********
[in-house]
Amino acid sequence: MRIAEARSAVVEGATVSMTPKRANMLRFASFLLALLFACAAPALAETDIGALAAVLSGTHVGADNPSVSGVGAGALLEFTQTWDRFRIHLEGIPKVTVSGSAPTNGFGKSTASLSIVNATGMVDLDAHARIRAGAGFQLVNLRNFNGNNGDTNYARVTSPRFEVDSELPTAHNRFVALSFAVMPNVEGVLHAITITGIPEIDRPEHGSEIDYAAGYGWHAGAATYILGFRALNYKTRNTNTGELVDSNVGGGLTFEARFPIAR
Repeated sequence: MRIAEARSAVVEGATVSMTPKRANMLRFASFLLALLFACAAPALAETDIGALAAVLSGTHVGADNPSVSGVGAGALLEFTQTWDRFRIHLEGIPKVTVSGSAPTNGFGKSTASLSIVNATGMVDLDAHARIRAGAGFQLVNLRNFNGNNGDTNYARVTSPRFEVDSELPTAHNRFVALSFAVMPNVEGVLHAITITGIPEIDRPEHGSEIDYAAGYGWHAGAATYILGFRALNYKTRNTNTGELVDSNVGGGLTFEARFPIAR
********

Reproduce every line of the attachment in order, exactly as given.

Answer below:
[in-house]
Amino acid sequence: MRIAEARSAVVEGATVSMTPKRANMLRFASFLLALLFACAAPALAETDIGALAAVLSGTHVGADNPSVSGVGAGALLEFTQTWDRFRIHLEGIPKVTVSGSAPTNGFGKSTASLSIVNATGMVDLDAHARIRAGAGFQLVNLRNFNGNNGDTNYARVTSPRFEVDSELPTAHNRFVALSFAVMPNVEGVLHAITITGIPEIDRPEHGSEIDYAAGYGWHAGAATYILGFRALNYKTRNTNTGELVDSNVGGGLTFEARFPIAR
Repeated sequence: MRIAEARSAVVEGATVSMTPKRANMLRFASFLLALLFACAAPALAETDIGALAAVLSGTHVGADNPSVSGVGAGALLEFTQTWDRFRIHLEGIPKVTVSGSAPTNGFGKSTASLSIVNATGMVDLDAHARIRAGAGFQLVNLRNFNGNNGDTNYARVTSPRFEVDSELPTAHNRFVALSFAVMPNVEGVLHAITITGIPEIDRPEHGSEIDYAAGYGWHAGAATYILGFRALNYKTRNTNTGELVDSNVGGGLTFEARFPIAR